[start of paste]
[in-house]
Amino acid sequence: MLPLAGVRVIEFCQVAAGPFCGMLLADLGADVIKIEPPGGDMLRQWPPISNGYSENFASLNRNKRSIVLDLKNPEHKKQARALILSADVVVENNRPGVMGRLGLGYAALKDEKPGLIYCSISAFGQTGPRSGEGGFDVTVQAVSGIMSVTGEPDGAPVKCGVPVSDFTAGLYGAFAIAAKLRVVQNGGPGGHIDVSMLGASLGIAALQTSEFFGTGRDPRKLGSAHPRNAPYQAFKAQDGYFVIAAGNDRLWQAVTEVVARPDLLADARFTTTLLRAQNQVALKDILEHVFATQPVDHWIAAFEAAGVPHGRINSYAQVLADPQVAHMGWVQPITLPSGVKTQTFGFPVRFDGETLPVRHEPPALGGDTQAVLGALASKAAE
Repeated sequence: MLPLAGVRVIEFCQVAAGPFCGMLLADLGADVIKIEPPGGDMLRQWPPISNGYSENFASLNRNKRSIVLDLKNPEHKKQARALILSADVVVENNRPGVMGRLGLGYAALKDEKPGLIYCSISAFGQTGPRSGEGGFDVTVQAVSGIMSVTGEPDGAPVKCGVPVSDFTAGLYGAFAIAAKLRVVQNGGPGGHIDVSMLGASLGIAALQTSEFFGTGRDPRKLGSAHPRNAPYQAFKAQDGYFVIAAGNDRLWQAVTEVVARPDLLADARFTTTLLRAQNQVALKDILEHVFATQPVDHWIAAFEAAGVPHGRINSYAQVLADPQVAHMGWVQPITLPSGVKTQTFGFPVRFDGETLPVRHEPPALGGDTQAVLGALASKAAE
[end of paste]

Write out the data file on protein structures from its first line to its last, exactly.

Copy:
[in-house]
Amino acid sequence: MLPLAGVRVIEFCQVAAGPFCGMLLADLGADVIKIEPPGGDMLRQWPPISNGYSENFASLNRNKRSIVLDLKNPEHKKQARALILSADVVVENNRPGVMGRLGLGYAALKDEKPGLIYCSISAFGQTGPRSGEGGFDVTVQAVSGIMSVTGEPDGAPVKCGVPVSDFTAGLYGAFAIAAKLRVVQNGGPGGHIDVSMLGASLGIAALQTSEFFGTGRDPRKLGSAHPRNAPYQAFKAQDGYFVIAAGNDRLWQAVTEVVARPDLLADARFTTTLLRAQNQVALKDILEHVFATQPVDHWIAAFEAAGVPHGRINSYAQVLADPQVAHMGWVQPITLPSGVKTQTFGFPVRFDGETLPVRHEPPALGGDTQAVLGALASKAAE
Repeated sequence: MLPLAGVRVIEFCQVAAGPFCGMLLADLGADVIKIEPPGGDMLRQWPPISNGYSENFASLNRNKRSIVLDLKNPEHKKQARALILSADVVVENNRPGVMGRLGLGYAALKDEKPGLIYCSISAFGQTGPRSGEGGFDVTVQAVSGIMSVTGEPDGAPVKCGVPVSDFTAGLYGAFAIAAKLRVVQNGGPGGHIDVSMLGASLGIAALQTSEFFGTGRDPRKLGSAHPRNAPYQAFKAQDGYFVIAAGNDRLWQAVTEVVARPDLLADARFTTTLLRAQNQVALKDILEHVFATQPVDHWIAAFEAAGVPHGRINSYAQVLADPQVAHMGWVQPITLPSGVKTQTFGFPVRFDGETLPVRHEPPALGGDTQAVLGALASKAAE